/opt/verticadirectory (google can help with this). Then copy the file to a safe place. The script I use (which I'm reluctant to share just in case my testing is lax...I don't want to be responsible for your data loss) does something like this:
tar -czvf /tmp/vertica.tgz /opt/vertica
- Create a tarball of your
More on vbr.py
There are lots of nifty features in vbr.py other than simple node backups and restores. For instance, besides full backups we can also take incremental and snapshot backups, as well as backups of specific schemas and tables (helpful if you do multi-tenancy in Vertica). You can also use vbr.py to copy a database to another cluster (a non-prod staging cluster for example). Let's look at some of these.
This launches a pseudo-wizard that generates a configuration file for subsequent backup/restore tasks. The benefit of taking backups this way is that the restore occurs using the same configuration file. This makes it harder to screw things up.
This will provide you with the following options...
...but it will not actually take a backup. Rather it saves the backup configuration to the ini file. Let's take a look at that. Note that all of the options I chose are saved. Note that I am backing up to any other Linux-based host (or really any host that can support ssh, rcopy, and scp). When I actually run the backup I must ensure that the path exists on the remote backup host, in this case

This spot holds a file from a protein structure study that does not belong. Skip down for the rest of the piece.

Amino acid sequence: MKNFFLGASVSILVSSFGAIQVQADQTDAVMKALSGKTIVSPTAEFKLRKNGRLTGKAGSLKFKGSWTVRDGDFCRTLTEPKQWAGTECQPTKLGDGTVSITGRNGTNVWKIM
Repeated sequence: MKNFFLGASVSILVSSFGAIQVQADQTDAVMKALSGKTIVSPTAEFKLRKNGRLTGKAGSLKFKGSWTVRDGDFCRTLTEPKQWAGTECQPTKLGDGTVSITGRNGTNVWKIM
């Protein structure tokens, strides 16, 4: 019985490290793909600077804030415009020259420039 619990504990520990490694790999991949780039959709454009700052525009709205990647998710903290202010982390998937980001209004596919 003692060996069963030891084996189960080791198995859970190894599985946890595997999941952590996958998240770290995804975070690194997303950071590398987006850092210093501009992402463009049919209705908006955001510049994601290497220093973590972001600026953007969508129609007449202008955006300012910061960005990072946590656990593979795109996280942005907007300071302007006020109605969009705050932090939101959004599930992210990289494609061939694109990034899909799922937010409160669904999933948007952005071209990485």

We can now run the backup using the config file:
vbr.py --task backup --config-file MyBackup.ini
As mentioned earlier this is essentially copying all of the relevant data from your data and catalog directories.
Here you'll note that Vertica wants you to verify that you really trust this remote backup host.
Again, all vbr.py is doing is copying all files and directories under data and catalog to your backup location under the MyBackup folder which corresponds to the .ini file you used for your backup:
You can have many different configuration files for different backup purposes, but hopefully you get the general idea.
You can restore using your config file as well. To restore a full db:
- the "target" database must be down.
- The cluster "target" must also be down.
- The cluster "target" must also have the same number of nodes as the "source" of the backup. In other words, you can't backup a 5 node cluster and restore it on a 4 node cluster. You have to have the same number of nodes...the restore process will node juggle segmentation for you to reduce k-safety. Remember, the restore process is merely copying files from the backup host to the cluster nodes.
- Node names and IP addresses must be the same on the target cluster.
To copy a database to another cluster
vbr.py --task copycluster --config-file
This is essentially a backup/restore in one atomic operation. The data and catalog paths must be identical. In the configuration file you specify the mappings of nodes in the source/target clusters. The target cluster must be down.
So, this is just like a standard restore except you are mapping old node names to new node names.